"We'll pay cash for your prisons today!" E-mail
Written by APB Staff   

If you’re a state official looking to plug up one of those multi-billion dollar state budget holes you may want to talk to the folks in the for-profit prison industry.

The Corrections Corporation of America is offering states tons of cash. All state officials have to do is close their prisons and sign on the dotted line.

CCA, the nation's largest operator of for-profit prisons, has sent letters recently to 48 states offering to buy up their prisons as a solution for "challenging corrections budgets."

So what’s in it for CCA?

The company is asking for a 20-year management contract. They also want assurances that their  prisons would remain at least 90 percent full regardless of crime rates. This is the kind of deal politicians dream about. Not only to they get to cover their tracks in terms of which hole the state’s money disappeared into, they also get to play the “tough on crime” candidate during elections.

CCA is now a giant on Wall Street. Share holders have seen revenues increase by 500 percent since the mid-1990s. The company capitalized on the expansion of state prison systems in the '80s and '90s as the result of the war on drugs by contracting with state governments to build or manage new prisons to house an influx of minor drug offenders.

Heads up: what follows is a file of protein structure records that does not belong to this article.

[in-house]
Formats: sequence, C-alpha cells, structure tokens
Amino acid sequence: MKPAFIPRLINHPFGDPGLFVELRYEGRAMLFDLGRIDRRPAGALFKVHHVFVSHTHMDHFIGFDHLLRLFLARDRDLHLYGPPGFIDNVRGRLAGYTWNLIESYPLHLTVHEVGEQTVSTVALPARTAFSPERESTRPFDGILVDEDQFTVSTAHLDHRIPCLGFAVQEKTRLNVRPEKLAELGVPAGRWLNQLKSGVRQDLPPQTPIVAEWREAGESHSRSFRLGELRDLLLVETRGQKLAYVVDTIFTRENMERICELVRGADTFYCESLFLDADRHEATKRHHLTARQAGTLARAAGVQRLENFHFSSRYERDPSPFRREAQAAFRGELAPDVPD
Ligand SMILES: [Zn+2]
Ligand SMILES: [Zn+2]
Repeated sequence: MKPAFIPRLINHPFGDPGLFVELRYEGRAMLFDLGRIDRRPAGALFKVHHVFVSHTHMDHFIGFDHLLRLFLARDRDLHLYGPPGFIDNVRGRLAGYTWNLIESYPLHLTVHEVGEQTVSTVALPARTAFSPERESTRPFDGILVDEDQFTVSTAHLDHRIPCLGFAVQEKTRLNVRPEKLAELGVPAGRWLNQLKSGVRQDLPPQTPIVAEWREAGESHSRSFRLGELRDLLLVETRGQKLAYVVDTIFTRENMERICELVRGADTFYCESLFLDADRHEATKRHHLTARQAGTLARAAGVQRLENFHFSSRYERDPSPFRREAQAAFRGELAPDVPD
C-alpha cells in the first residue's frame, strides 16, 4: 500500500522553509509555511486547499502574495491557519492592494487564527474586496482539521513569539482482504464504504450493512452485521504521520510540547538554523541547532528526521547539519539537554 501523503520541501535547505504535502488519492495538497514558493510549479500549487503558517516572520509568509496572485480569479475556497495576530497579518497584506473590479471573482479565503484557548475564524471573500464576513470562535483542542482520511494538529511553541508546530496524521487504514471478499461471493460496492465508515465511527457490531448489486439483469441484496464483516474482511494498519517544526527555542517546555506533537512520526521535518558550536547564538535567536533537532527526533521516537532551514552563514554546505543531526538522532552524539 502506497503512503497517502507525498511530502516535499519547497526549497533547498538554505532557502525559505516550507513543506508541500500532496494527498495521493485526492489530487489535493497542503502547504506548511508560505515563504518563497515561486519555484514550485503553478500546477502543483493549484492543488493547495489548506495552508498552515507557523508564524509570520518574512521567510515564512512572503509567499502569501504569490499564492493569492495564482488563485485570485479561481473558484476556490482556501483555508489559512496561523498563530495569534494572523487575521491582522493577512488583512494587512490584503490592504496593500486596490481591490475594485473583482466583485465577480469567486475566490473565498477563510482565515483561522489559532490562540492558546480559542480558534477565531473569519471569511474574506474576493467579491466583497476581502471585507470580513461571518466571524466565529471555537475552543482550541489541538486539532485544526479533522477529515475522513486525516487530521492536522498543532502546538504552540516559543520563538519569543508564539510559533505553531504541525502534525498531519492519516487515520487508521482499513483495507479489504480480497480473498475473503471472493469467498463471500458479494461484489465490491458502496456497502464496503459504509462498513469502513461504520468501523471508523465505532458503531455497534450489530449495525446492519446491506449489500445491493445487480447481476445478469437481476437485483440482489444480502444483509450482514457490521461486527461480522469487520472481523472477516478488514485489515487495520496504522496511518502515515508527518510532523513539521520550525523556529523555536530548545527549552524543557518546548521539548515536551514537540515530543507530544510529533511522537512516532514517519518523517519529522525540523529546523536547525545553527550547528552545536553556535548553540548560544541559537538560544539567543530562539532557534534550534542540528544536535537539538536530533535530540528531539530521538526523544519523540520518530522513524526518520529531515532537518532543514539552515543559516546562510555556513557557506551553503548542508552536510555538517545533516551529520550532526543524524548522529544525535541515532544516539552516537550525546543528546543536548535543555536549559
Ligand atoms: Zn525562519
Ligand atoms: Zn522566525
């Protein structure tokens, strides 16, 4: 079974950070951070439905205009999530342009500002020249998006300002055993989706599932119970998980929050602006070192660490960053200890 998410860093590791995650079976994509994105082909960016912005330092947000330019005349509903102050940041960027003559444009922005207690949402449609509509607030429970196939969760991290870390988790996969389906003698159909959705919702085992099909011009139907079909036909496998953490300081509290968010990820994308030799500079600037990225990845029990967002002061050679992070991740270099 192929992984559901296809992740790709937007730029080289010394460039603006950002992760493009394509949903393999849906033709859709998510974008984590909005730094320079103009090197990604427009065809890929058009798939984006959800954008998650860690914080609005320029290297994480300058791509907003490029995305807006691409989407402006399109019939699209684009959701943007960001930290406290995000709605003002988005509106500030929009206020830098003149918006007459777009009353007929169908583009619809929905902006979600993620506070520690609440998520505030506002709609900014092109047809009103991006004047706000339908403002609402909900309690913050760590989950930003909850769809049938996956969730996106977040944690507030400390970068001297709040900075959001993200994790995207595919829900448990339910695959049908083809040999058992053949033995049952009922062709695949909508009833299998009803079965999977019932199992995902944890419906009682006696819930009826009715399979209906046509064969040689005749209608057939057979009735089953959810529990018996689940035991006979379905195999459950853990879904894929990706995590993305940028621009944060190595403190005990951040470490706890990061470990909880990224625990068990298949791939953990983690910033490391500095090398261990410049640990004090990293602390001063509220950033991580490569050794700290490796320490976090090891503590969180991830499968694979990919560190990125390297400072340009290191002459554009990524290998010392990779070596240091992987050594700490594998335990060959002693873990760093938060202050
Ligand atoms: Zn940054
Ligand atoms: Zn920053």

But as drug abuse has changed in rates and nature, CCA has turned most of its lobbying power to  advocate for locking up undocumented immigrants.

So what is a state prison system worth? According to CCA it’s an even $250 million.

By getting the prisons at bargain prices and using political influence and lobbyists to advocate longer sentences and “tougher” crime laws, CCA could do very well in terms of keeping profits high for its shareholders.

"We believe this comes at a timely and helpful juncture and hope you will share our belief in the benefits of the purchase-and-manage model," reads the letter from Harley Lappin, CCA's chief corrections officer, who was a former director of the Federal Bureau of Prisons.

The prison sale for quick cash plan is sure to attract those who rode into office on promises of balanced budgets and reductions in government spending. Whether or not tax payers will be paying more or less for private prisons instead of state run prisons remains to be seen.

Research across numerous states has shown that the promised savings from private prisons don’t materialize as promised.

"It's a real gamble for states to say, 'Gee, we're going to save a lot of money this way,'" Zach Schiller, research director at Policy Matters Ohio, which did several studies analyzing Ohio's sale of a state prison to Corrections Corporation of America, told reporters with the Huffington Post.

"The idea that we should do this because we need money on a one-time basis seems like awfully short-term thinking. If we want to talk about what our needs are for the budget, and what our needs are for housing prisoners, let's look at those on a long-term basis and see what the best decisions are."

Make no mistake about it- the same companies trying to privatize American corrections are working on privatizing law enforcement entirely. See the April issue for more.

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